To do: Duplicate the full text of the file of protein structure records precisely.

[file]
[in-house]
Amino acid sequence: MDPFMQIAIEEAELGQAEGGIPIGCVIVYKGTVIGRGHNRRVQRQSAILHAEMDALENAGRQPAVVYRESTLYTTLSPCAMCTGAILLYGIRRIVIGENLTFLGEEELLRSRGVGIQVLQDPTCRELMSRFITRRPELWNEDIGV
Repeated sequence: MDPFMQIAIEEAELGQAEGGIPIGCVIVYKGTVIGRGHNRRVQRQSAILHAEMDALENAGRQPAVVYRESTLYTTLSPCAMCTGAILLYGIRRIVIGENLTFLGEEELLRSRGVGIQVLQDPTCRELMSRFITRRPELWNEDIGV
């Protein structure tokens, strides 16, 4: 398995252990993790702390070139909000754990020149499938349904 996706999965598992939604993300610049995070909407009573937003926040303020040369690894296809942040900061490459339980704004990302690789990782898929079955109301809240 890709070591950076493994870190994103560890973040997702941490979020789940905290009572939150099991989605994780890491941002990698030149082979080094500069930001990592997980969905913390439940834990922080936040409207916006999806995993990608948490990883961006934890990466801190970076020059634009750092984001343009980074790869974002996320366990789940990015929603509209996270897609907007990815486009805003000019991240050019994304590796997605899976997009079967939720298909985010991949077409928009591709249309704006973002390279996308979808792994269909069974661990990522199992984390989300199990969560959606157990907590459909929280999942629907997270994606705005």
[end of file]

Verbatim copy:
[in-house]
Amino acid sequence: MDPFMQIAIEEAELGQAEGGIPIGCVIVYKGTVIGRGHNRRVQRQSAILHAEMDALENAGRQPAVVYRESTLYTTLSPCAMCTGAILLYGIRRIVIGENLTFLGEEELLRSRGVGIQVLQDPTCRELMSRFITRRPELWNEDIGV
Repeated sequence: MDPFMQIAIEEAELGQAEGGIPIGCVIVYKGTVIGRGHNRRVQRQSAILHAEMDALENAGRQPAVVYRESTLYTTLSPCAMCTGAILLYGIRRIVIGENLTFLGEEELLRSRGVGIQVLQDPTCRELMSRFITRRPELWNEDIGV
């Protein structure tokens, strides 16, 4: 398995252990993790702390070139909000754990020149499938349904 996706999965598992939604993300610049995070909407009573937003926040303020040369690894296809942040900061490459339980704004990302690789990782898929079955109301809240 890709070591950076493994870190994103560890973040997702941490979020789940905290009572939150099991989605994780890491941002990698030149082979080094500069930001990592997980969905913390439940834990922080936040409207916006999806995993990608948490990883961006934890990466801190970076020059634009750092984001343009980074790869974002996320366990789940990015929603509209996270897609907007990815486009805003000019991240050019994304590796997605899976997009079967939720298909985010991949077409928009591709249309704006973002390279996308979808792994269909069974661990990522199992984390989300199990969560959606157990907590459909929280999942629907997270994606705005």